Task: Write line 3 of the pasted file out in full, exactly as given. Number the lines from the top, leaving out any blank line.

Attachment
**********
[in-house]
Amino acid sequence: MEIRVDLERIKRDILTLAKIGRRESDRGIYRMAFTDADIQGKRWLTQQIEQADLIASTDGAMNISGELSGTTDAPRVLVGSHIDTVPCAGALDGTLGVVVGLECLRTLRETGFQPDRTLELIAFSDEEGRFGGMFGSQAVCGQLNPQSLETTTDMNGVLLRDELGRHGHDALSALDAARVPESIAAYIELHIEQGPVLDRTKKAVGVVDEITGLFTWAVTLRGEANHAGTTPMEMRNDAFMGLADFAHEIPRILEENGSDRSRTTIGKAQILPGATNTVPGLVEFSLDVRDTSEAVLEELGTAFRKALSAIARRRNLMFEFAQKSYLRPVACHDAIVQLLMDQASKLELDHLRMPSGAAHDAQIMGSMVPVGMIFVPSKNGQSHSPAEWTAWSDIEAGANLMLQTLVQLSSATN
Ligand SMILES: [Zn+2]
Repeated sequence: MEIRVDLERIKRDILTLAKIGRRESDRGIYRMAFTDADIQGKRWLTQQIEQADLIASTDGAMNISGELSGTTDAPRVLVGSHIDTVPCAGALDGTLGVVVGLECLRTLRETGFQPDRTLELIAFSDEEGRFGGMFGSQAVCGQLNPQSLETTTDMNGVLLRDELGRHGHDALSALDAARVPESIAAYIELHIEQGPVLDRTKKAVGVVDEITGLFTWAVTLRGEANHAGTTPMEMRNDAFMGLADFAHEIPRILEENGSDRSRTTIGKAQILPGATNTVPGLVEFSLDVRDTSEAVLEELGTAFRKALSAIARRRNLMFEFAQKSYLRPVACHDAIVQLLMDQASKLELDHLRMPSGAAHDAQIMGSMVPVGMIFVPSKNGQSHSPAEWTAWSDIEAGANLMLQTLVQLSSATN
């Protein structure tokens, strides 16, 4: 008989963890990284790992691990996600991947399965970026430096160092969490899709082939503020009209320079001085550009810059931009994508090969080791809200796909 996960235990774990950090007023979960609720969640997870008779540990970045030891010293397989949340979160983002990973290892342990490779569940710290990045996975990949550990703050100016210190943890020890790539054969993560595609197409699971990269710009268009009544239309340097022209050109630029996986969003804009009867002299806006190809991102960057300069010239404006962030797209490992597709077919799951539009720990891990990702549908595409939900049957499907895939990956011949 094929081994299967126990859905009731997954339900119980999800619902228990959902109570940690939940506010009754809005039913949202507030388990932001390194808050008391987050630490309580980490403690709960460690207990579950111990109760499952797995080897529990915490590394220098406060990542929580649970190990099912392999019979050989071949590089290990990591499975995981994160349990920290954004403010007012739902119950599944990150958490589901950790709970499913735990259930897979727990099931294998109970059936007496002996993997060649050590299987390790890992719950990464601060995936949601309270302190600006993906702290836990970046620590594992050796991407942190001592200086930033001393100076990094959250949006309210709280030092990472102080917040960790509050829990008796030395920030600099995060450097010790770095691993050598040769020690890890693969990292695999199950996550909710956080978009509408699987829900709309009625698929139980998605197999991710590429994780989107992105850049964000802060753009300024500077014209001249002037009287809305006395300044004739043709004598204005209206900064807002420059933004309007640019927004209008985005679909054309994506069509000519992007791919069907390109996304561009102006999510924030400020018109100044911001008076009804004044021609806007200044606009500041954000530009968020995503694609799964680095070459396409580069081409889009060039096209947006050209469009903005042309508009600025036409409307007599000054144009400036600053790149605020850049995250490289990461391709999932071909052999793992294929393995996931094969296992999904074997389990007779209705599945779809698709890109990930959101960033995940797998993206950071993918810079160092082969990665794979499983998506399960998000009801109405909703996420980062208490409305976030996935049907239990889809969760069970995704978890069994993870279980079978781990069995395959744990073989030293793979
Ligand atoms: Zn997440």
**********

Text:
Ligand SMILES: [Zn+2]